If you’ve found yourself with a few days off for the holidays, and have already caught up on all your shows and your brain is open to looking at things, but not reading reading, we have a suggestion we think you might enjoy. Yes, it’s 70 years’ worth of IKEA catalogues.
If that alone isn’t enough to convince you that this is an ideal way to mentally escape from your couch in 2020 to a stylish home in mid-century Sweden, there are other reasons to get excited about this treasure trove.
Most furniture that you get from IKEA needs to be assembled with your own two hands. Which can mean you feel a sense of accomplishment in addition to getting a new piece of furniture. Try focusing on buying or making stuff yourself to build more satisfaction with your life.Read more
For example, if you enjoy scrolling through Instagram accounts like Cheap Old Houses or Vintage Bathroom Love, you’ve probably run out of new posts by now. Think of the catalogues as another way to learn about decor and furniture from the second half of the 20th century. (And to learn more about the catalogue collection, read this article from CityLab.)
Or maybe you’re getting ready to do some remodelling or redecorating of your own, as long as you’ll be stuck at home (again). Well, look no further for some design inspiration. But, unlike actual websites, you can flip through most of these without running the risk of getting a little too enthusiastic and buying much more than you can actually afford. Now that you’re on board, here’s how you can access the back catalogue of IKEA catalogues.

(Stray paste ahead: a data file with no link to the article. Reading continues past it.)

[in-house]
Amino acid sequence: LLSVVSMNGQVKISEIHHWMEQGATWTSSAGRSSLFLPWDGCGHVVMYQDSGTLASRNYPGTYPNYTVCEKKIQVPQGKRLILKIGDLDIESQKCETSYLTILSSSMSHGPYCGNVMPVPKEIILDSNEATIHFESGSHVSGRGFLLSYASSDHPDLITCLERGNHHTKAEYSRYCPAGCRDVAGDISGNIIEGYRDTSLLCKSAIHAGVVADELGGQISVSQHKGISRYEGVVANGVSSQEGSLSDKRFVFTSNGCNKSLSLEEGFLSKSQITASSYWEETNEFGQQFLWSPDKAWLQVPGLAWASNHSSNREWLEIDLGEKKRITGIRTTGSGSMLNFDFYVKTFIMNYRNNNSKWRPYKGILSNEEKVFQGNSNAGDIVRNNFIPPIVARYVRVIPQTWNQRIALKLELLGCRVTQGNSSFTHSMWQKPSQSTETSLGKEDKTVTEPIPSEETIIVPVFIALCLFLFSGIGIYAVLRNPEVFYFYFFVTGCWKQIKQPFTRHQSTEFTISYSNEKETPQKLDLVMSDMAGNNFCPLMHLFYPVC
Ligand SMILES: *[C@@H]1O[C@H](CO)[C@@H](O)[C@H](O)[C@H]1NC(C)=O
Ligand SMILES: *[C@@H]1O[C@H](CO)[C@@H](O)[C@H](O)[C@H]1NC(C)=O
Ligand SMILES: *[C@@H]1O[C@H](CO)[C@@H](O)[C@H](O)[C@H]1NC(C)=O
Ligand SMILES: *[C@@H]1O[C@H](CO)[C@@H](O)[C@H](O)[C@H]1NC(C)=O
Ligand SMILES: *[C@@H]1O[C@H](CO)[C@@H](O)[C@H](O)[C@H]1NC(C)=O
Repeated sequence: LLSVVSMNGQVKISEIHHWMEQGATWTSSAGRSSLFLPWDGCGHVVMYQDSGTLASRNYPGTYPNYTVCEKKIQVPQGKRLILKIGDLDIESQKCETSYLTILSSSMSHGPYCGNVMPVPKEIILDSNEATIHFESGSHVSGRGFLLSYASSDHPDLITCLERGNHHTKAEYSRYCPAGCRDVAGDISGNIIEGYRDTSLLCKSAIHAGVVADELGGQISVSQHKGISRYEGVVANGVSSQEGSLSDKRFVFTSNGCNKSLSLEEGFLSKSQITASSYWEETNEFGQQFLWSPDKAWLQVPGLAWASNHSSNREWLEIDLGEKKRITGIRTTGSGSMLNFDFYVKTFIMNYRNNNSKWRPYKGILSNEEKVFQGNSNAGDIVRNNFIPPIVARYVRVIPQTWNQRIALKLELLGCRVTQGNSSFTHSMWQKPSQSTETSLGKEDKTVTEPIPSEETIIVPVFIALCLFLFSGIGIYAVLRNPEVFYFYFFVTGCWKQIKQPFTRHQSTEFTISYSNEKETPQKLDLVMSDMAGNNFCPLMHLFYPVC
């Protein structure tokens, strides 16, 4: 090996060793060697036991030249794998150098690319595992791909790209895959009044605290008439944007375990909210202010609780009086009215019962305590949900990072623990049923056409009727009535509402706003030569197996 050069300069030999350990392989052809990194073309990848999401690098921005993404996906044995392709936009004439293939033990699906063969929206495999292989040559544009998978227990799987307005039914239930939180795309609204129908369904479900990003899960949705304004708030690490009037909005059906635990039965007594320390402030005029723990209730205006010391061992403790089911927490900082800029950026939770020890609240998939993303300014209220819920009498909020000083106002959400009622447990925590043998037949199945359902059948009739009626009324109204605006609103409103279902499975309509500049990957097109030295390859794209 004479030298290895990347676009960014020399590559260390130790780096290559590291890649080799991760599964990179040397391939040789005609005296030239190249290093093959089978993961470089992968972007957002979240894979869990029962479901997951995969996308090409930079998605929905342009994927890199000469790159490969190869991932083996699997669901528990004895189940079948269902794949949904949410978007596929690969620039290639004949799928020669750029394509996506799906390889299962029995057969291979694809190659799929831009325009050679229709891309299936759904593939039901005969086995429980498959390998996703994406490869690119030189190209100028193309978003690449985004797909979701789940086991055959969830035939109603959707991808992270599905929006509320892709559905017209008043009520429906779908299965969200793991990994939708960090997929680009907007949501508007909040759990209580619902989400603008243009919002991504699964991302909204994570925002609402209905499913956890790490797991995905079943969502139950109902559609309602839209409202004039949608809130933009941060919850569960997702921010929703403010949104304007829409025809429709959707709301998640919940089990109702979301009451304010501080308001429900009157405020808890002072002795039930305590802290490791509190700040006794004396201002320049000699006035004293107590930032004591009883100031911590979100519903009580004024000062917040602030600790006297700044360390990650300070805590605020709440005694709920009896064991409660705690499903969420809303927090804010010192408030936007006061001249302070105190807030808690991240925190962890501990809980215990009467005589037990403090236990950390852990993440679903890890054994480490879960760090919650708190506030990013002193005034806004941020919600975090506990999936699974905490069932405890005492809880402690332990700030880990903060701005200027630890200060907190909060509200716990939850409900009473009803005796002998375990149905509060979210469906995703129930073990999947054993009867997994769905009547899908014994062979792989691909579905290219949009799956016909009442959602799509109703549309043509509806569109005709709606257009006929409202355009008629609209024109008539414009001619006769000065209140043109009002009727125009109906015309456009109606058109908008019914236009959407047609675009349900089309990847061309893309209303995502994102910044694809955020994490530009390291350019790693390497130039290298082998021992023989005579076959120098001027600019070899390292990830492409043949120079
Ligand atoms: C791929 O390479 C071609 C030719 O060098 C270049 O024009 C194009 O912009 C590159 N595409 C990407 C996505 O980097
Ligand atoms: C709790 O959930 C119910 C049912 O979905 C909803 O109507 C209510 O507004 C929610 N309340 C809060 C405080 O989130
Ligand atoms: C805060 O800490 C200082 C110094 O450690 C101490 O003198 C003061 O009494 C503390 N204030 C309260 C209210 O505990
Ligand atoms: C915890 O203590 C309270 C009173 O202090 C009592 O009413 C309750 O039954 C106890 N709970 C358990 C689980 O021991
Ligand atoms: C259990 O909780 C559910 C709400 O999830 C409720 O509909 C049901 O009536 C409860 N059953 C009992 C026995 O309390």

How to access old IKEA catalogues
To feast your eyes on 19,000 pages of design history, just visit the IKEA Museum’s website. Swedish is the default language, so you may want to switch it over to English. Then again, it only translates the text on the website — not in the catalogues themselves — so it’s not really necessary. From there, browse to your heart’s content.
Top tip: While the catalogues from the 1950s are definitely interesting, their format is more like early Sears catalogues, where the pages contained listings of different products. The more modern version — featuring entire rooms of furniture and other decor — starts in the 1960s. (The image above is from the 1973 catalogue).
Click on the cover of the catalogue you’d like to flip through, and then click it again once the page loads. That will open a new window with options to help you navigate the Scandinavian design trends of that particular year. Enjoy!